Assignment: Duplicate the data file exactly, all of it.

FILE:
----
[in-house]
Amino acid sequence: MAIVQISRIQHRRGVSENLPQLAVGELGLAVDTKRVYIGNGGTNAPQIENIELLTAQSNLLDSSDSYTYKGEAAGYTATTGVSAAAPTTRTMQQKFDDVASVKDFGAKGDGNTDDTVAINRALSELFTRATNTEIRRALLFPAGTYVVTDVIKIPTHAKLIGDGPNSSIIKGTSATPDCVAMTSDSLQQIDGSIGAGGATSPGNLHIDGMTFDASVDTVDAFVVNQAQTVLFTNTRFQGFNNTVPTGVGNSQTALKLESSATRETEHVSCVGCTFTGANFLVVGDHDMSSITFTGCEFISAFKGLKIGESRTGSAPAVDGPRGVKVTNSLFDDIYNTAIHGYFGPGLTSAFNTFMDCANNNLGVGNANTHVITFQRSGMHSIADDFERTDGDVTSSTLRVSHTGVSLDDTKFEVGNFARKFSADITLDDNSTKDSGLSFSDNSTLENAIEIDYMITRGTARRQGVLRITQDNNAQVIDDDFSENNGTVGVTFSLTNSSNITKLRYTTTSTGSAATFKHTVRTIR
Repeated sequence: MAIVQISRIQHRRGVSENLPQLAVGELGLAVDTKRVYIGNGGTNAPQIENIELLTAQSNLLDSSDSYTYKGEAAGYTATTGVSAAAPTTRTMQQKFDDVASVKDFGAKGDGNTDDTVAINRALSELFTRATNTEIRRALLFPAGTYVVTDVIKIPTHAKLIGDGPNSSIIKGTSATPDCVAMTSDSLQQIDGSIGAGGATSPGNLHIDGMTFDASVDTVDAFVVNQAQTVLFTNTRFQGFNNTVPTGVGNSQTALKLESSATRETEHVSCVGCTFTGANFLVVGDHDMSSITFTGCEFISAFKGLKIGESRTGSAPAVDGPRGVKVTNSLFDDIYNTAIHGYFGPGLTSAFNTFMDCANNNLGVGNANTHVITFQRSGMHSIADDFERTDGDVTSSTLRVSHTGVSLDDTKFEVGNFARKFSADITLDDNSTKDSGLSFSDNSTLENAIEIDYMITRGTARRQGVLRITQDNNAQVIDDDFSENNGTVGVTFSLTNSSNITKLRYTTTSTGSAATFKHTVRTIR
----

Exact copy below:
[in-house]
Amino acid sequence: MAIVQISRIQHRRGVSENLPQLAVGELGLAVDTKRVYIGNGGTNAPQIENIELLTAQSNLLDSSDSYTYKGEAAGYTATTGVSAAAPTTRTMQQKFDDVASVKDFGAKGDGNTDDTVAINRALSELFTRATNTEIRRALLFPAGTYVVTDVIKIPTHAKLIGDGPNSSIIKGTSATPDCVAMTSDSLQQIDGSIGAGGATSPGNLHIDGMTFDASVDTVDAFVVNQAQTVLFTNTRFQGFNNTVPTGVGNSQTALKLESSATRETEHVSCVGCTFTGANFLVVGDHDMSSITFTGCEFISAFKGLKIGESRTGSAPAVDGPRGVKVTNSLFDDIYNTAIHGYFGPGLTSAFNTFMDCANNNLGVGNANTHVITFQRSGMHSIADDFERTDGDVTSSTLRVSHTGVSLDDTKFEVGNFARKFSADITLDDNSTKDSGLSFSDNSTLENAIEIDYMITRGTARRQGVLRITQDNNAQVIDDDFSENNGTVGVTFSLTNSSNITKLRYTTTSTGSAATFKHTVRTIR
Repeated sequence: MAIVQISRIQHRRGVSENLPQLAVGELGLAVDTKRVYIGNGGTNAPQIENIELLTAQSNLLDSSDSYTYKGEAAGYTATTGVSAAAPTTRTMQQKFDDVASVKDFGAKGDGNTDDTVAINRALSELFTRATNTEIRRALLFPAGTYVVTDVIKIPTHAKLIGDGPNSSIIKGTSATPDCVAMTSDSLQQIDGSIGAGGATSPGNLHIDGMTFDASVDTVDAFVVNQAQTVLFTNTRFQGFNNTVPTGVGNSQTALKLESSATRETEHVSCVGCTFTGANFLVVGDHDMSSITFTGCEFISAFKGLKIGESRTGSAPAVDGPRGVKVTNSLFDDIYNTAIHGYFGPGLTSAFNTFMDCANNNLGVGNANTHVITFQRSGMHSIADDFERTDGDVTSSTLRVSHTGVSLDDTKFEVGNFARKFSADITLDDNSTKDSGLSFSDNSTLENAIEIDYMITRGTARRQGVLRITQDNNAQVIDDDFSENNGTVGVTFSLTNSSNITKLRYTTTSTGSAATFKHTVRTIR